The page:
Nutrition experts have long debated whether there is an optimal diet that humans evolved to eat.
However, a study published recently found there is most likely no one natural diet that is best for human health. The research, published in the journal Obesity Reviews, viewed the diets, habits and physical activities of modern hunter-gatherer groups and small societies – such as a community in northern Tanzania – whose lifestyles are similar to those of ancient populations. They found that they all exhibit generally excellent metabolic health while consuming a wide range of diets.
Some get up to 80 per cent of their calories from carbohydrates. Others eat mostly meat. But there were some broad strokes: almost all of them eat a mix of meat, fish and plants, consuming foods that are generally packed with nutrients. In general, they eat a lot more fibre than the average person. Most of their carbohydrates come from vegetables and starchy plants with a low glycemic index. But it is also not uncommon for hunter-gatherers to eat sugar, consumed primarily in the form of honey.
The findings suggest that there is no one "true" diet for humans, who "can be very healthy on a wide range of diets", said the lead author of the study, Herman Pontzer, an associate professor of evolutionary anthropology at Duke University. "We know that because we see a wide range of diets in these very healthy populations."
One thing hunter-gatherer populations have in common is a very high level of physical activity. Many walk between 5 and 10 miles (8 and 16km) a day. Yet, paradoxically they do not have higher energy expenditure levels than the average office worker. That suggests that health authorities should consider recommending exercise primarily as a way to improve metabolic health, but not necessarily as a calorie-burning antidote to obesity, the authors said.
From a public health perspective, modern hunter-gatherers may be most remarkable for their relative lack of chronic diseases such as heart disease, hypertension and cancer. Obesity rates are low. They have very high levels of cardiorespiratory fitness, even in old age. And type 2 diabetes and metabolic dysfunction are hardly ever seen.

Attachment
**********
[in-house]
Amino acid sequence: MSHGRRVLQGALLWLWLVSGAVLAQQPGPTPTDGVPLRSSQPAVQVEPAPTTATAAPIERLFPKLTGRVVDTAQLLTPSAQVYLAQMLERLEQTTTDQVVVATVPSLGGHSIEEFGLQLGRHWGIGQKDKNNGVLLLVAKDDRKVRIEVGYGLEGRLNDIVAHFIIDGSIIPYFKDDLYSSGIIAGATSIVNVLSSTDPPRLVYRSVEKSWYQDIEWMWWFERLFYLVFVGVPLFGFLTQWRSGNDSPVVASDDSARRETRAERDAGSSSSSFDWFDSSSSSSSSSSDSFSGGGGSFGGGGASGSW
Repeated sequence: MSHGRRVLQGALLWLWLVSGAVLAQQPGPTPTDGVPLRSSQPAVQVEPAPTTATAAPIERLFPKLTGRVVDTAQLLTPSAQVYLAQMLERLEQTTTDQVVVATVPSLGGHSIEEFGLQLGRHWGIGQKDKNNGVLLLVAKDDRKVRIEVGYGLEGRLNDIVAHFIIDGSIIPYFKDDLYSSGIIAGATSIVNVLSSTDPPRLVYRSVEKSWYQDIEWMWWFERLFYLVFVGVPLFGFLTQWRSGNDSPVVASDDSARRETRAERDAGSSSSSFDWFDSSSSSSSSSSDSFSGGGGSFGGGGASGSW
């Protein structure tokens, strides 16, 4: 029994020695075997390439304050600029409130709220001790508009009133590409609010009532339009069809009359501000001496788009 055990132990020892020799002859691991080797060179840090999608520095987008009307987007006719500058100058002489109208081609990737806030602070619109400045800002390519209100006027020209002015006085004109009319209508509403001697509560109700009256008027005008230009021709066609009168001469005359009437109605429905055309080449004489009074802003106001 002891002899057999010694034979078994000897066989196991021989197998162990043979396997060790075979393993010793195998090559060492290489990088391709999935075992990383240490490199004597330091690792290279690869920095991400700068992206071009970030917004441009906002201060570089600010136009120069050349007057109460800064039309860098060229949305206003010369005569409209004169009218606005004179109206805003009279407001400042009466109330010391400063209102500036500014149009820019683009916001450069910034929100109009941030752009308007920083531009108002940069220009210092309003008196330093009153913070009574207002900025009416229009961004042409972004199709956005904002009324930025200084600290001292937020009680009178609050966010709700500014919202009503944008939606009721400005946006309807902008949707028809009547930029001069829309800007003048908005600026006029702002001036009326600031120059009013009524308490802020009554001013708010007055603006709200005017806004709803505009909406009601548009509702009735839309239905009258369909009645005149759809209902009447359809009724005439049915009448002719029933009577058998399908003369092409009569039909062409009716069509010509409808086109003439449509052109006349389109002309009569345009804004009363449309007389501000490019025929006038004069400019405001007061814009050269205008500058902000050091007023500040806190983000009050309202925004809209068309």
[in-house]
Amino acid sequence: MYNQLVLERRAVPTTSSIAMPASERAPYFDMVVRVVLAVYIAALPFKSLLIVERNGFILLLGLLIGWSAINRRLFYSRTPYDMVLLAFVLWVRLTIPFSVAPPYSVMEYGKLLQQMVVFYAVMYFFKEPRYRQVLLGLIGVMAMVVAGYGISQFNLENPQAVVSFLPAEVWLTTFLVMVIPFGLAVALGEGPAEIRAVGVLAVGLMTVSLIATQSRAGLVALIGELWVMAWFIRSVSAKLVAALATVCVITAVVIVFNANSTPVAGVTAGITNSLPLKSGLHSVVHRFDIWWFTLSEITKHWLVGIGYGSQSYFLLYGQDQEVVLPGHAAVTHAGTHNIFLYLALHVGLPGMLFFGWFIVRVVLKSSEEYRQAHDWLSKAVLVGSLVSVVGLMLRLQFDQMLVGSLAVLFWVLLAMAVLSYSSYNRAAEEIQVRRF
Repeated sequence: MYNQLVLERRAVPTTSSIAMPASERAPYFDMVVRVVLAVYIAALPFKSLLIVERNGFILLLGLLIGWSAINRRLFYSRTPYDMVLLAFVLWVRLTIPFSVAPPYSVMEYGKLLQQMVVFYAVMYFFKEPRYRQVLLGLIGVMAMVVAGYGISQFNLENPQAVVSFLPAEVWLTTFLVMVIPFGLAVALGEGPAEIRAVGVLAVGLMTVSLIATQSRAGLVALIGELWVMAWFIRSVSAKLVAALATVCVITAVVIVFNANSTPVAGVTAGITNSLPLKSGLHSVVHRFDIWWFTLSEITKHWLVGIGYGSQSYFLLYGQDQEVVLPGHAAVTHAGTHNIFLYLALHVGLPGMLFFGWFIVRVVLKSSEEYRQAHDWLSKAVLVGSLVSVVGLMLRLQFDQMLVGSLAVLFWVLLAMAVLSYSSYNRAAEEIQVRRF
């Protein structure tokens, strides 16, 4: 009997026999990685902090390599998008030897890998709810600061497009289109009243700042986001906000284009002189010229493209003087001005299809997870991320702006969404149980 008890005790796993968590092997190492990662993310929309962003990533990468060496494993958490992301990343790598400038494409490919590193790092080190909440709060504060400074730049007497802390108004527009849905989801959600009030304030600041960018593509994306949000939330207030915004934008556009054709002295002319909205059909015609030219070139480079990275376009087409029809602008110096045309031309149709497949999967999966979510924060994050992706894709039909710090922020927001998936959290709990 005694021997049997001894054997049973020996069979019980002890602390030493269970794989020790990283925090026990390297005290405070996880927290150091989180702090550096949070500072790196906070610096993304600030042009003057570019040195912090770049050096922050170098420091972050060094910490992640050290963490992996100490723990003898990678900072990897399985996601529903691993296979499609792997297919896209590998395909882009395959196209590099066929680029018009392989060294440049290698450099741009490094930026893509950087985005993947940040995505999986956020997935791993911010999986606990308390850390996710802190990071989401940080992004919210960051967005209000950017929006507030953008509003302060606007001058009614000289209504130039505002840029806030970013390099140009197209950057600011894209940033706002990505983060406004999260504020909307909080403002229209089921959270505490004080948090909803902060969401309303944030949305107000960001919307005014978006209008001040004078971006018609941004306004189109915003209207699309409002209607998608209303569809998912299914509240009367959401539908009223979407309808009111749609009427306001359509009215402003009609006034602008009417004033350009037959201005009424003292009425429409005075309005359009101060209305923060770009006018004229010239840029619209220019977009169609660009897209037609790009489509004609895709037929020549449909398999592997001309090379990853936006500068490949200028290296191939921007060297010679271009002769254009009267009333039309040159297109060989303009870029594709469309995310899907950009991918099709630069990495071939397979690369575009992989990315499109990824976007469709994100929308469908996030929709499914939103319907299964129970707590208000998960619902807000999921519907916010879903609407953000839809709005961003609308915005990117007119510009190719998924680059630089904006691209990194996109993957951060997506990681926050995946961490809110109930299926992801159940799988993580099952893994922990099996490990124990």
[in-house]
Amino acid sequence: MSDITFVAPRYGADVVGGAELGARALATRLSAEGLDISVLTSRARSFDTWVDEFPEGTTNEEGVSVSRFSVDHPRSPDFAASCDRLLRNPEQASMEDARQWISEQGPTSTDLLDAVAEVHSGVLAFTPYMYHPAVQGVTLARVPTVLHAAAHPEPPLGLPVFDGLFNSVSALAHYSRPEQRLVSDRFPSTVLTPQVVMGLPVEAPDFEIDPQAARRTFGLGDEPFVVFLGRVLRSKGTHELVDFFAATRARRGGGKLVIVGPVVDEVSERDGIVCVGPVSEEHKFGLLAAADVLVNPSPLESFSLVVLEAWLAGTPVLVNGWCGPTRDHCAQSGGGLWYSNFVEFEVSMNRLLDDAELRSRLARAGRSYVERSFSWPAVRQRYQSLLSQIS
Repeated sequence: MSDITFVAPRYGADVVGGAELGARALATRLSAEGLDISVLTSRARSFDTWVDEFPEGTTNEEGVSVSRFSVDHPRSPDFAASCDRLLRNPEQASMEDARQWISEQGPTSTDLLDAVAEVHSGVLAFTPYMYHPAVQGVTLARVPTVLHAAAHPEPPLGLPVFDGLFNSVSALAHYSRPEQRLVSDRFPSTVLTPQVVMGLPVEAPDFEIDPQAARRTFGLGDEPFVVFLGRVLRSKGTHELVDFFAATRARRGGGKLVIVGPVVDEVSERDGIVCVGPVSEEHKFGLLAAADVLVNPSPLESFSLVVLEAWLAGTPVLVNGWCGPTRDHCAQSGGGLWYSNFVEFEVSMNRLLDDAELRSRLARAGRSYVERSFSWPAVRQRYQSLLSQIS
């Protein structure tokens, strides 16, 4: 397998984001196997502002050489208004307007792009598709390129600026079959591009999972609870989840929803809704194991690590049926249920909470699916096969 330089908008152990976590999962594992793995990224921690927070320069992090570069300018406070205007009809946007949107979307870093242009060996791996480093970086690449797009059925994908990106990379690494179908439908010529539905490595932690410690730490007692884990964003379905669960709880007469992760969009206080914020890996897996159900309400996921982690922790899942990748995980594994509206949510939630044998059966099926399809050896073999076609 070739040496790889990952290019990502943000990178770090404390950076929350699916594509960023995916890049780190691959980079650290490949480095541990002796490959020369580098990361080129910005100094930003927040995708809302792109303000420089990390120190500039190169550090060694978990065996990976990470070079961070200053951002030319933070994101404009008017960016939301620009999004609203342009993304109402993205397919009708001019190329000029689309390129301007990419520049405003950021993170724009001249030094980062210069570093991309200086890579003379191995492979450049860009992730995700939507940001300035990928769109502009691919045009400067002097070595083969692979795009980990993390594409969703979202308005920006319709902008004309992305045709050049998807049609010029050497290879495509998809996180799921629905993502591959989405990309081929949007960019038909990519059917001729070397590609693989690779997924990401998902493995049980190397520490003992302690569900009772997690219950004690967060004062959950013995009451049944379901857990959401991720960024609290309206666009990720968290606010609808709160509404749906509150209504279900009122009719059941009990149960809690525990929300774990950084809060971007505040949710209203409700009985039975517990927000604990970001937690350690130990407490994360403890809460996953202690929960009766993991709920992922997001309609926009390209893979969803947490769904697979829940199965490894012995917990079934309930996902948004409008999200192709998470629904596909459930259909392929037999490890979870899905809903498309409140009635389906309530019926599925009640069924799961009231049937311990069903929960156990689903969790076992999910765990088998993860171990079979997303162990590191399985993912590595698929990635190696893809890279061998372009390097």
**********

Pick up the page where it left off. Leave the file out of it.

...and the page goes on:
But life in hunter-gatherer societies is not easy. Infant mortality rates are high because of infectious disease. Deaths from accidents, gastrointestinal illness and acute infections are common. Those who survive to adulthood often reach old age relatively free from degenerative diseases that are the norm in industrialised nations. They are typically fit and active until the end, suggesting that there is something about their way of life that allows them to age healthfully.
“Few of us would want to trade places with them. Their lives are still tough,” Pontzer said. “But the things they get sick from are things we know how to deal with, and the things they don’t get sick from are the things we struggle to deal with.”
It is possible that genetics and other factors unrelated to lifestyle protect them from chronic disease. But studies show that when people born into hunter-gatherer societies move to large cities and adopt western lifestyles, they develop high rates of obesity and metabolic disease just like everyone else. Michael Gurven, an anthropologist at the University of California, Santa Barbara, has done extensive research on the Tsimané, a Bolivian population that lives a subsistence lifestyle of hunting, gathering, fishing and farming.